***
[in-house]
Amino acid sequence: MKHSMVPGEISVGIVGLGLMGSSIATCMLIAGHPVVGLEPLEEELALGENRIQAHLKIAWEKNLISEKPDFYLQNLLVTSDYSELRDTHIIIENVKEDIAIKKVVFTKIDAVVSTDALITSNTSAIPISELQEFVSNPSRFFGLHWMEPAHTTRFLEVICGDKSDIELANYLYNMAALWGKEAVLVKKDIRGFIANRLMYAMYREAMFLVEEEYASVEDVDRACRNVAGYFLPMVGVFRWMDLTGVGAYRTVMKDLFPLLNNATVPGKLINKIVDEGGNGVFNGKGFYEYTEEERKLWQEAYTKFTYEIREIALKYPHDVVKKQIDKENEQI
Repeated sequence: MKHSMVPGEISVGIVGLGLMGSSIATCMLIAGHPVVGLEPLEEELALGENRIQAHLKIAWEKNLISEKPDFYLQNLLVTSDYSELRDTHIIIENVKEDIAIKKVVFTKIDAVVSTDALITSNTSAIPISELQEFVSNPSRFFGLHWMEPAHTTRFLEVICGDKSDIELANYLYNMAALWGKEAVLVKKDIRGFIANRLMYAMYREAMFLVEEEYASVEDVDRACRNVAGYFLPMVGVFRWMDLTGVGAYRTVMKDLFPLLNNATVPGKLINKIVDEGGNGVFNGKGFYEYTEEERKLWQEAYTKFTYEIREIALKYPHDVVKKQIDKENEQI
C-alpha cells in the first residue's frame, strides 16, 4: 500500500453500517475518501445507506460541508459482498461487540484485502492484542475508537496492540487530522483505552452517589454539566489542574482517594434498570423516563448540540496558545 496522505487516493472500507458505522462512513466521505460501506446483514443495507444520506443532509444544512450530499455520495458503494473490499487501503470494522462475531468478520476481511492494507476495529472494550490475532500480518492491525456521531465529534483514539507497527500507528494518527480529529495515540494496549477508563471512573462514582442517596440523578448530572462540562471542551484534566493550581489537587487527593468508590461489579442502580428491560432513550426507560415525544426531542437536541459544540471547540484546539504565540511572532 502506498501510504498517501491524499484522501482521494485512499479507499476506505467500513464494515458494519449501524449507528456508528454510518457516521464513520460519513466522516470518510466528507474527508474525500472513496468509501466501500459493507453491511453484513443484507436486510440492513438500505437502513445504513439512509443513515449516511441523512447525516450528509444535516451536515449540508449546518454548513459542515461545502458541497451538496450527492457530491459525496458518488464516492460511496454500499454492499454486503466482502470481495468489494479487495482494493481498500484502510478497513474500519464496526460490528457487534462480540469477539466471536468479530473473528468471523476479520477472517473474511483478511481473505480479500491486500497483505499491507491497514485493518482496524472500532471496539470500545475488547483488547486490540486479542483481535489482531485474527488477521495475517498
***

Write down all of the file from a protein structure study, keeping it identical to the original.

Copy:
[in-house]
Amino acid sequence: MKHSMVPGEISVGIVGLGLMGSSIATCMLIAGHPVVGLEPLEEELALGENRIQAHLKIAWEKNLISEKPDFYLQNLLVTSDYSELRDTHIIIENVKEDIAIKKVVFTKIDAVVSTDALITSNTSAIPISELQEFVSNPSRFFGLHWMEPAHTTRFLEVICGDKSDIELANYLYNMAALWGKEAVLVKKDIRGFIANRLMYAMYREAMFLVEEEYASVEDVDRACRNVAGYFLPMVGVFRWMDLTGVGAYRTVMKDLFPLLNNATVPGKLINKIVDEGGNGVFNGKGFYEYTEEERKLWQEAYTKFTYEIREIALKYPHDVVKKQIDKENEQI
Repeated sequence: MKHSMVPGEISVGIVGLGLMGSSIATCMLIAGHPVVGLEPLEEELALGENRIQAHLKIAWEKNLISEKPDFYLQNLLVTSDYSELRDTHIIIENVKEDIAIKKVVFTKIDAVVSTDALITSNTSAIPISELQEFVSNPSRFFGLHWMEPAHTTRFLEVICGDKSDIELANYLYNMAALWGKEAVLVKKDIRGFIANRLMYAMYREAMFLVEEEYASVEDVDRACRNVAGYFLPMVGVFRWMDLTGVGAYRTVMKDLFPLLNNATVPGKLINKIVDEGGNGVFNGKGFYEYTEEERKLWQEAYTKFTYEIREIALKYPHDVVKKQIDKENEQI
C-alpha cells in the first residue's frame, strides 16, 4: 500500500453500517475518501445507506460541508459482498461487540484485502492484542475508537496492540487530522483505552452517589454539566489542574482517594434498570423516563448540540496558545 496522505487516493472500507458505522462512513466521505460501506446483514443495507444520506443532509444544512450530499455520495458503494473490499487501503470494522462475531468478520476481511492494507476495529472494550490475532500480518492491525456521531465529534483514539507497527500507528494518527480529529495515540494496549477508563471512573462514582442517596440523578448530572462540562471542551484534566493550581489537587487527593468508590461489579442502580428491560432513550426507560415525544426531542437536541459544540471547540484546539504565540511572532 502506498501510504498517501491524499484522501482521494485512499479507499476506505467500513464494515458494519449501524449507528456508528454510518457516521464513520460519513466522516470518510466528507474527508474525500472513496468509501466501500459493507453491511453484513443484507436486510440492513438500505437502513445504513439512509443513515449516511441523512447525516450528509444535516451536515449540508449546518454548513459542515461545502458541497451538496450527492457530491459525496458518488464516492460511496454500499454492499454486503466482502470481495468489494479487495482494493481498500484502510478497513474500519464496526460490528457487534462480540469477539466471536468479530473473528468471523476479520477472517473474511483478511481473505480479500491486500497483505499491507491497514485493518482496524472500532471496539470500545475488547483488547486490540486479542483481535489482531485474527488477521495475517498